Infinite in a Multiplicity of Ways

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(This is an excerpt from The Infinite Atonement by Tad R. Callister

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What do the Book of Mormon prophets mean when they refer to an “infinite atonement”? Jacob taught, “It must needs be an infinite atonement— save it should be an infinite atonement this corruption could not put on incorruption” (2 Nephi 9:7). Nephi prophesied that the Atonement would be “infinite for all mankind” (2 Nephi 25:16). And Amulek similarly taught, “It must be an infinite and eternal sacrifice. . . . Therefore there can be nothing which is short of an infinite atonement which will suffice for the sins of the world” (Alma 34:10, 12). Again and again, the key word is “infinite.” The phrase “infinite atonement” or “infinite sacrifice” may refer to an atonement or sacrifice by a God, a being who is infinite in knowledge, power, and glory. Amulek makes that connection when he observes that the “great and last sacrifice will be the Son of God, yea, infinite and eternal” (Alma 34:14). Accordingly, the Atonement is “infinite” because its source is “infinite.”

But the Atonement is infinite in other ways as well. B. H. Roberts, in referring to the use of the phrase “infinite atonement” by the Nephite prophets, comments, “I think they sought to express the idea of the sufficiency of it; its completeness; the universality and power of it to restore all that was lost, both spiritual and physical, as well as to express the rank and dignity of him who would make the Atonement.”1 Nephi was referring to the effects of the Atonement, rather than its source, when he observed, “The atonement . . . is infinite for all mankind” (2 Nephi 25:16). The word infinite, as used in this context, may refer to an atonement that is infinite in its scope and coverage, or to an atonement that simultaneously applies retroactively and prospectively, oblivious to constraints and measurements of time. It may refer to a sacrifice that has no bounds, no outer limits, no final extremities as to the suffering that would be endured. It may refer to an atonement that applies to all God’s creations, past, present, and future, and thus is infinite in its application, duration, and effect. Elder McConkie seems to support all these views: “When the prophets speak of an infinite atonement, they mean just that. Its effects cover all men, the earth itself and all forms of life thereon, and reach out into the endless expanses of eternity.” The Atonement seems infinite, as so designated by the Book of Mormon prophets, for at least the following eight reasons, as further discussed in chapters 9 to 23:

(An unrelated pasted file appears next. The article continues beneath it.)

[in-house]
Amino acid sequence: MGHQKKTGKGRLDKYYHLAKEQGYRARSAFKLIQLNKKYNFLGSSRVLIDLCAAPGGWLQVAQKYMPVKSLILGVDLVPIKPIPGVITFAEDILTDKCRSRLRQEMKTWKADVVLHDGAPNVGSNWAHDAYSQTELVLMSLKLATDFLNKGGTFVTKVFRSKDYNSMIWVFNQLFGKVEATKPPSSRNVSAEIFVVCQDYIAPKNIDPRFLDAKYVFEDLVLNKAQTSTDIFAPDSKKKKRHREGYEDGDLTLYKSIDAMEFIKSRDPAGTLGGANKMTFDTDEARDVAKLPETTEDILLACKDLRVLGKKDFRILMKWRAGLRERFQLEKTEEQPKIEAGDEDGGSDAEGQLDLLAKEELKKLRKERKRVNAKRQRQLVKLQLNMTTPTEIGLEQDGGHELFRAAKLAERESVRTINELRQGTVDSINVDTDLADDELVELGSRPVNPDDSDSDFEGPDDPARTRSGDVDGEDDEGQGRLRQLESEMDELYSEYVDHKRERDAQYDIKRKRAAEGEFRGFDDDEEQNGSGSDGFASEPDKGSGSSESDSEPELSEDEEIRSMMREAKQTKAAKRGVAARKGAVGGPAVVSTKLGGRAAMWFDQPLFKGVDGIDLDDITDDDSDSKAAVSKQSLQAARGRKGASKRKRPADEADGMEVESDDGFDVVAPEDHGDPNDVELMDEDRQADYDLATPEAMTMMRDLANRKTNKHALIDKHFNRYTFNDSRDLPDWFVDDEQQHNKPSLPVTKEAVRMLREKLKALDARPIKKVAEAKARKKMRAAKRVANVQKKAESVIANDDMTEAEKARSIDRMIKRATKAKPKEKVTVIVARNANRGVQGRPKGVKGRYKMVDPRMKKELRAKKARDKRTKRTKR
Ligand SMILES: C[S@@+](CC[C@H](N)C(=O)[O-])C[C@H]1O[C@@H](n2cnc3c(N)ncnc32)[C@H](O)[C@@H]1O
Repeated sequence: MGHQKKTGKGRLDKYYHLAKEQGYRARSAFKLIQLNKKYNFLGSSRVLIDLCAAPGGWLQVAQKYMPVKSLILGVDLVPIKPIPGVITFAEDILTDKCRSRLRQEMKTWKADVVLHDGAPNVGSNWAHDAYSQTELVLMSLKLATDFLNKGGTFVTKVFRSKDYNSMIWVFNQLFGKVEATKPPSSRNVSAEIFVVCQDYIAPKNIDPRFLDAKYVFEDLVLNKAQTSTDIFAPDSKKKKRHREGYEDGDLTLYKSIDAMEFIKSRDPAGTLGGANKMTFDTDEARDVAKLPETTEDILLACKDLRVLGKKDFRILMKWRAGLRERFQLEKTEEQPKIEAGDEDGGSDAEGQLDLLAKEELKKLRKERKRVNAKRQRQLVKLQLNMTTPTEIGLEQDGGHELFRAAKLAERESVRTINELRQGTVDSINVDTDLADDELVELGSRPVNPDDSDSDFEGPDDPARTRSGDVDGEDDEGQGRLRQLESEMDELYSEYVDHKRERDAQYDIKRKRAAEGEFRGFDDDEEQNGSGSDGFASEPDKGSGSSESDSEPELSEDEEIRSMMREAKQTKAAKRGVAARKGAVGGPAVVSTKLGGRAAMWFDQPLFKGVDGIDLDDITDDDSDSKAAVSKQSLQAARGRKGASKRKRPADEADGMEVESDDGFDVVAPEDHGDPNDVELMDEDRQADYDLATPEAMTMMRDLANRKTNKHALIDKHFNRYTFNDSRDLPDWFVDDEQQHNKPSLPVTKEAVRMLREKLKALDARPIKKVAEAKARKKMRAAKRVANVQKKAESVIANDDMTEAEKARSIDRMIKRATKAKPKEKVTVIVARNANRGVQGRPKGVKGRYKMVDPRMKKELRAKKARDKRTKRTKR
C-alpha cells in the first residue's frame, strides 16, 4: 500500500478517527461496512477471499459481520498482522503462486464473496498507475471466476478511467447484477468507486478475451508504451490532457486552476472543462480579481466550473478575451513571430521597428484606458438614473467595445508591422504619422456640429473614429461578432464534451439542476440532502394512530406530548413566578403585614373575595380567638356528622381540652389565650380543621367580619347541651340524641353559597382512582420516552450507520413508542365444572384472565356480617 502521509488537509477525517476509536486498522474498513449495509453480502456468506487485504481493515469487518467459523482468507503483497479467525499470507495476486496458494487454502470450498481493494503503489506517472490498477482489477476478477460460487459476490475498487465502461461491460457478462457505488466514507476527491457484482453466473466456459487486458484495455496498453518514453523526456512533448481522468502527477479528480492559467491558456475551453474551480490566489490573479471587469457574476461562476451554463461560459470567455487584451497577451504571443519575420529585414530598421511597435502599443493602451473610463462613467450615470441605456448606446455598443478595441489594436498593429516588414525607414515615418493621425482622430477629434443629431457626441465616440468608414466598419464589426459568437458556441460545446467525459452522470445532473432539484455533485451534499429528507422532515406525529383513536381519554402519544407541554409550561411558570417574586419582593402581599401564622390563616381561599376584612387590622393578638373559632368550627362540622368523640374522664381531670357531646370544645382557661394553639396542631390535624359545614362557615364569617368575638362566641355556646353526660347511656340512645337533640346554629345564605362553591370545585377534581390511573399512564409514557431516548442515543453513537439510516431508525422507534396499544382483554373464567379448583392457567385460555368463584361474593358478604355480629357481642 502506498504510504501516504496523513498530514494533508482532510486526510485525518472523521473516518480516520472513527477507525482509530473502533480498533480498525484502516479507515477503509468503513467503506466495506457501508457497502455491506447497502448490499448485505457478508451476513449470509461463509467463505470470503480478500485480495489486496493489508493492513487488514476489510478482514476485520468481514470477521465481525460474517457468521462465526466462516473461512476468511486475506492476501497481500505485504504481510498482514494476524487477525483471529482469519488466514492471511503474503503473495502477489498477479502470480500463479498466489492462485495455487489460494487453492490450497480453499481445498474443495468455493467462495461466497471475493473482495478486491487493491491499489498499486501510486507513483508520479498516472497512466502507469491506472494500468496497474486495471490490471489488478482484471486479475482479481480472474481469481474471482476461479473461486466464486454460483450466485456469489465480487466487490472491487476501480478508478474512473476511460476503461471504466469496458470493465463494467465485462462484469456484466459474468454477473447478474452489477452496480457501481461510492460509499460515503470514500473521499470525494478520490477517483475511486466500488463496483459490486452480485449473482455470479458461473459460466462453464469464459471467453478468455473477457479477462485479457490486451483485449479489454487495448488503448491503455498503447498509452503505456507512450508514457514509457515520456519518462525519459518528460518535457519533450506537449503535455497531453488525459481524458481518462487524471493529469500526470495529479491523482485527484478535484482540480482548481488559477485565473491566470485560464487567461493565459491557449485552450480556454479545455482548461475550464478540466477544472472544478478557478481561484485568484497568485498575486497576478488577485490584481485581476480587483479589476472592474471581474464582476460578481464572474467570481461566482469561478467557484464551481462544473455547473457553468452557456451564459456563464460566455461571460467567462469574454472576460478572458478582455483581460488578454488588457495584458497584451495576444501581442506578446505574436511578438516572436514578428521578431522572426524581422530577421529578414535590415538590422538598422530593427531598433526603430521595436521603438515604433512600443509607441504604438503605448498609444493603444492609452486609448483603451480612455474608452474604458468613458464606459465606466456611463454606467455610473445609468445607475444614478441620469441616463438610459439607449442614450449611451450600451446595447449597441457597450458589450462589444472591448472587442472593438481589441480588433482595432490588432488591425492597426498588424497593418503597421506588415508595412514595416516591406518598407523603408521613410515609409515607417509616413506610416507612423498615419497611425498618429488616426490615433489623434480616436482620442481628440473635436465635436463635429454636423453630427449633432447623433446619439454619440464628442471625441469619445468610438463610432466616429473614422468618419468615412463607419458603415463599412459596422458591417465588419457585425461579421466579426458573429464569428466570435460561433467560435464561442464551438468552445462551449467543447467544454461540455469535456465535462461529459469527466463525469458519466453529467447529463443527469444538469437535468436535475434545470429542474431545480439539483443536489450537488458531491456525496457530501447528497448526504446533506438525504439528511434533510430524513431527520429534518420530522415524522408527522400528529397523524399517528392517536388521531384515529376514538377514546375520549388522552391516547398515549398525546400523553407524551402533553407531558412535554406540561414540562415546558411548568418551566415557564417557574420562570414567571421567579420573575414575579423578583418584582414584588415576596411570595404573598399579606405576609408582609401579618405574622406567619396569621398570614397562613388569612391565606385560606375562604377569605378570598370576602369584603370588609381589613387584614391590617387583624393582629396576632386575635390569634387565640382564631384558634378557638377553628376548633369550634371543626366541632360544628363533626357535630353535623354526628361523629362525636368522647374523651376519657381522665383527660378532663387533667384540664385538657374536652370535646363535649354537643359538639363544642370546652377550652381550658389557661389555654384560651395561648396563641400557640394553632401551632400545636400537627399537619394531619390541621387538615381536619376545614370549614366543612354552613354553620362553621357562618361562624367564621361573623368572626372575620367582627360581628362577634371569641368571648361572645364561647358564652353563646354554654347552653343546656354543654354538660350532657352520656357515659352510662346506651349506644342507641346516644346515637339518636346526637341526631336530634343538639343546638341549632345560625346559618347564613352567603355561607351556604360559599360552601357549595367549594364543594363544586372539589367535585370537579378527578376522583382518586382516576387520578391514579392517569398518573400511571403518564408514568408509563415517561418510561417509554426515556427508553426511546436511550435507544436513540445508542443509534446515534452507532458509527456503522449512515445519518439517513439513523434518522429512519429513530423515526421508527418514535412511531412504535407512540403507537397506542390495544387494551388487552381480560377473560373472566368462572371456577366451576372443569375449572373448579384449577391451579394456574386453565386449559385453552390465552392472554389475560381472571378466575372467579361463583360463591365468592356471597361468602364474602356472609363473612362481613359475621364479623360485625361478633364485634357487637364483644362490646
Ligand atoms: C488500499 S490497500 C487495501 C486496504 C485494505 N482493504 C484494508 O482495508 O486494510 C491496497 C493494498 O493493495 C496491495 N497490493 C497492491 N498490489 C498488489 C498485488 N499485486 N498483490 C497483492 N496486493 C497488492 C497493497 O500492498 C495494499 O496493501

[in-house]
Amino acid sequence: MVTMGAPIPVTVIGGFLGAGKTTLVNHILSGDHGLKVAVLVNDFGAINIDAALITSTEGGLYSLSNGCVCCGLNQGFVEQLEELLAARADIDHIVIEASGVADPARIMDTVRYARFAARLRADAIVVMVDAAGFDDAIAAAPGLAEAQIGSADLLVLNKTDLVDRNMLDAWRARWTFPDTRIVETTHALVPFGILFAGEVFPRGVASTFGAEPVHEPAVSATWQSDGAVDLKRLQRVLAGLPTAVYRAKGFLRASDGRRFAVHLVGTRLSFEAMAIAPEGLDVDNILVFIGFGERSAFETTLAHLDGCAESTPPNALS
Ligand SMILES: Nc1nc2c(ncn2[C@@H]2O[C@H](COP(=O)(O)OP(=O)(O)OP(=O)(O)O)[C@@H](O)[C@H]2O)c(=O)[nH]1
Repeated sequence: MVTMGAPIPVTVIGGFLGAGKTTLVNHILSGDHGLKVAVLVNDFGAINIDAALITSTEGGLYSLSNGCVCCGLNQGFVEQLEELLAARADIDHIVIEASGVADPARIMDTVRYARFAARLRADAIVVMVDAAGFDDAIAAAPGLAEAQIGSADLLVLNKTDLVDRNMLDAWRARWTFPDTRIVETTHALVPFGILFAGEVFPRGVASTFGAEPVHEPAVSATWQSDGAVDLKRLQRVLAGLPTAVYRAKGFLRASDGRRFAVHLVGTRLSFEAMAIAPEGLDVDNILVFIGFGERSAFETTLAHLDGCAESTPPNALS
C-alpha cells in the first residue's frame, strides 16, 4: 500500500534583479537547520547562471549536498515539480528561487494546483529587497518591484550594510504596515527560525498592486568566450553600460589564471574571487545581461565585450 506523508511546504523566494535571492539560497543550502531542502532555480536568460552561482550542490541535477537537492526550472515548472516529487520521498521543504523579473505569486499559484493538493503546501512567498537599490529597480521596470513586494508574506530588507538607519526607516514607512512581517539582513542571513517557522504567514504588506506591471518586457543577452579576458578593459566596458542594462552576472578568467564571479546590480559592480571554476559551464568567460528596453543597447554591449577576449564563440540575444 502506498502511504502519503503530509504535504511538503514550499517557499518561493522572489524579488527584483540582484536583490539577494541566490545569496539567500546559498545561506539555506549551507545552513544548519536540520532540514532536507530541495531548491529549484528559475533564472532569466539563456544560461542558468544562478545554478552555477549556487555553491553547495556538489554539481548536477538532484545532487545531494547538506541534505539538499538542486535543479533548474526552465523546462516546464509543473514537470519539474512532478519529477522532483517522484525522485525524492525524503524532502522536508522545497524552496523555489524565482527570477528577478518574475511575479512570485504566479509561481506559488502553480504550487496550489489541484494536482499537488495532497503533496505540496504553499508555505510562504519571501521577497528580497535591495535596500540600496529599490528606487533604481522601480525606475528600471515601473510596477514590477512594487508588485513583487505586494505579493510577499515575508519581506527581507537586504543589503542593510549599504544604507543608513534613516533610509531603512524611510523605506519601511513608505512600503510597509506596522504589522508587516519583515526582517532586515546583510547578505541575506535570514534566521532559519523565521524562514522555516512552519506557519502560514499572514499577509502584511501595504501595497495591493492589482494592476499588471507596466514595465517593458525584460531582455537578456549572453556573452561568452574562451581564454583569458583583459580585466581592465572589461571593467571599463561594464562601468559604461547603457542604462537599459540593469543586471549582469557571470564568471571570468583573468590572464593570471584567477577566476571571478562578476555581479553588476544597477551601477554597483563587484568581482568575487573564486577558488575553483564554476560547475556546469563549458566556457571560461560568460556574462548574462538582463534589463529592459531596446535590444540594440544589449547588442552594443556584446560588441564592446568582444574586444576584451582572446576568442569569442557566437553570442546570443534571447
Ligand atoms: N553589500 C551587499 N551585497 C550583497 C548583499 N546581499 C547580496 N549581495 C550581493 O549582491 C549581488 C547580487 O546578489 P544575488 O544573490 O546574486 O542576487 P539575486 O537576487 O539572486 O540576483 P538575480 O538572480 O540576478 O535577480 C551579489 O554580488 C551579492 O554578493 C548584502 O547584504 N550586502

First, as Elder Maxwell has suggested, it is “infinite in the divineness of the one sacrificed.” The title of that stirring song, “O Divine Redeemer,” is an apt reminder that he who brought about the Atonement is the consummate expression of godliness.

Second, it is infinite in power. The Savior went from grace to grace until he “received all power, both in heaven and on earth” (D&C 93:17).

Third, the Atonement is infinite in time. It applies retroactively and prospectively through time immemorial.

Fourth, it is infinite in coverage. It applies to all God’s creations and all forms of life thereon. Elder Maxwell called it “infinite . . . in the comprehensiveness of its coverage.”

Fifth, it is infinite in depth. It is infinite not only in who it covers, but in what it covers. “The Son of Man hath descended below them all” (D&C 122:8).

Sixth, it is infinite in the degree of suffering endured by the Redeemer. It was that suffering that caused “even God, the greatest of all, to tremble because of pain, and to bleed at every pore” (D&C 19:18). Seventh, it is infinite in love. The words of the hymn “He Died! The Great Redeemer Died” are a powerful reminder of his boundless love:

Here’s love and grief beyond degree; The Lord of glory died for men.5 Eighth, it is infinite in the blessings it bestows. The blessings of the Atonement extend far beyond its well- known triumph over physical and spiritual death. Some of these blessings overlap; some complement and supplement each other; but in the aggregate the effect of this event so blesses our lives in a multiplicity of ways, both known and yet to be discovered, that it might appropriately be said to be infinite in its blessing nature.

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